Here’s how it works.
Each of us carries a heavy load of unconscious fears in our bodies.
These fears prevent us from expanding in to our full potential.
When we take a fear inventory, we’re bringing fears to the surface and seeing them more clearly. When we read them back to ourselves or out loud, we’re shining light and approval on our fearful selves.
At the end of the list, you may find that you have more space and freedom within yourself. You may naturally find yourself listing your desires because once all this space has been cleared, you naturally feel into your next steps.
Fear Inventory instructions
Time: 10-30 minutes. The longer you go, the deeper you go.
What’s needed: pen and paper. You can also list your fears on a phone or computer. Typically, however, there is a power in handwriting.
1. Find a private place to sit.
2. Pull up a blank document or piece of paper.
3. Take a minute to reflect on an issue, person, or experience that has been triggering you recently or keeping you stuck. Writing a headline at the top of the page, “Fears about X.” You do not want to do fears on all parts of your life. You want a focus.
4. Write your inventory according to the format below. The language is important. The sentence stem begins, “I have fear that…” To go deeper, look for the underlying self-judgment. For example, “I have fear my boss will say no to my request and I will judge that to mean I am not good at my job.”
5. Don’t forget to add your prayer at the end for what you want in place of your fears. This part is very important to shift your energy and welcome in what you want. What you want could be “clarity,” “peace,” “lightness,” or whatever comes up for you.
5. Repeat as needed. You can do this as a daily practice or to release fears when you feel them clog you up. It doesn’t matter if your fears repeat. They will come up as long as they need to.
Begin your fear inventory:
“Fears about x”
I have fear that . . .
I have fear that . . .
I have fear that . . .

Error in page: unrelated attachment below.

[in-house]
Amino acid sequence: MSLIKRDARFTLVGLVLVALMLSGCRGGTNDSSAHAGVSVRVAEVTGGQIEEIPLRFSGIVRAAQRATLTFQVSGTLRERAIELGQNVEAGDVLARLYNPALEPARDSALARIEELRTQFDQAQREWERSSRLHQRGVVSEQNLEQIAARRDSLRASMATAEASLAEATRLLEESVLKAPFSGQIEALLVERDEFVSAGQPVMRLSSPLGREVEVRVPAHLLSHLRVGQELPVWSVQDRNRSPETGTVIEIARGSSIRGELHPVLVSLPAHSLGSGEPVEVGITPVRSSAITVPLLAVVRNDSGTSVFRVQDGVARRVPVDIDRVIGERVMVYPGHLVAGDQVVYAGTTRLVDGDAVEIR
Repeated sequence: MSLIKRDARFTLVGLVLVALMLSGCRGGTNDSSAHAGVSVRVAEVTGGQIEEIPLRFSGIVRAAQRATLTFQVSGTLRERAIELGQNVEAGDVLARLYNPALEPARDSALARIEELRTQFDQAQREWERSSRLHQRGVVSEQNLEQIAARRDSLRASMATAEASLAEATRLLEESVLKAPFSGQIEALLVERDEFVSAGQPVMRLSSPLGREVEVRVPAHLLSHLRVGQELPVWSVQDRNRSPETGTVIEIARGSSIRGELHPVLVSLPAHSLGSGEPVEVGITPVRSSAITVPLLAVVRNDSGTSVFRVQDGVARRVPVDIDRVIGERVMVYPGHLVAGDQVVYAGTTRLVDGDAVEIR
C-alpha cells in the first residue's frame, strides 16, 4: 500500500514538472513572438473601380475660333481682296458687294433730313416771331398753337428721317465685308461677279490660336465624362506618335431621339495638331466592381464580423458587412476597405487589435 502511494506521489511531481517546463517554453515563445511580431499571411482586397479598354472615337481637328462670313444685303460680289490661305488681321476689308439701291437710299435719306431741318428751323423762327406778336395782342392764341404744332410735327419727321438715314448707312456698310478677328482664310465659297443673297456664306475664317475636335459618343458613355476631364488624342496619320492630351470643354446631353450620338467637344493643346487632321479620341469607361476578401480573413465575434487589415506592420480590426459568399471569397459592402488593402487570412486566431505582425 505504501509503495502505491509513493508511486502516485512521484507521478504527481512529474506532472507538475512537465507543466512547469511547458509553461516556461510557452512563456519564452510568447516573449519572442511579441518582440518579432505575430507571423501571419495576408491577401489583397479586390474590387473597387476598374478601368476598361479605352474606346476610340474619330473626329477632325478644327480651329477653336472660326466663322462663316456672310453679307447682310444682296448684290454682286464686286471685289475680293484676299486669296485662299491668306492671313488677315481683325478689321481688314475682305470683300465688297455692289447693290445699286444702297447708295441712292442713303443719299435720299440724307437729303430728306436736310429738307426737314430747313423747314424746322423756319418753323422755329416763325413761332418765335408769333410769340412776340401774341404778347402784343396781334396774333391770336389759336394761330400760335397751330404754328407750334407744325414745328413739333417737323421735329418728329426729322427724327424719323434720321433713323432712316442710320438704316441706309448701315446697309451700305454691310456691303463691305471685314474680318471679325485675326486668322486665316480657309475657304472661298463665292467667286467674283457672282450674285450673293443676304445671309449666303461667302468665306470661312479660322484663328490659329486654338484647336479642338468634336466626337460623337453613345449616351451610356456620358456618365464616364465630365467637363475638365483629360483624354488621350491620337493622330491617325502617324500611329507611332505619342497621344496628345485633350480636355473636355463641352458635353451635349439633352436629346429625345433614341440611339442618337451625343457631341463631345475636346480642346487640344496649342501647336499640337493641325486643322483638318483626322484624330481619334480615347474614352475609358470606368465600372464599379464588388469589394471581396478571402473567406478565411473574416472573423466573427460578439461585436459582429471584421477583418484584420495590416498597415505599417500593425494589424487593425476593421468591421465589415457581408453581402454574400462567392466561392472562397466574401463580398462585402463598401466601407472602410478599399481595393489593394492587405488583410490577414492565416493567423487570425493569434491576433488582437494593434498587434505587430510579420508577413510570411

(This can go on for pages, the longer you go, the deeper it goes.)
At the end, write a prayer.
At the end, be sure to write a line to release the fears: “Spirit (or god, or higher self, whatever works for you), please help me release these fears and give me confidence and peace instead.”
Or, “Spirit, please help me release these fears so that I can live in more harmony and love with John.”
Some people find it helpful to tear up the list. Some people find it very helpful to read the list aloud to someone else or email it to someone else. You can experiment to see what works best for you.
Fears about making a living in the Bay Area
“I have fear I will feel trapped in the Bay Area making money just to survive in a place that is not really the place for me.
I have fear that this book will take so long to write and derail my ability to make money, and I will feel like a loser.
I have fear I will get caught in a race to make money in a life that is not excellent.
I have fear I need my life to be excellent and I will judge myself harshly if it’s not.
and then this continued for a page. Notice that fear that contain self-judgments tend to go deeper.
Spirit, please help me release these fears around work and money and live in a more peaceful place with myself going forward.”
The more we clear our fears, the more courage we discover to act and the more space we have to discover what we want.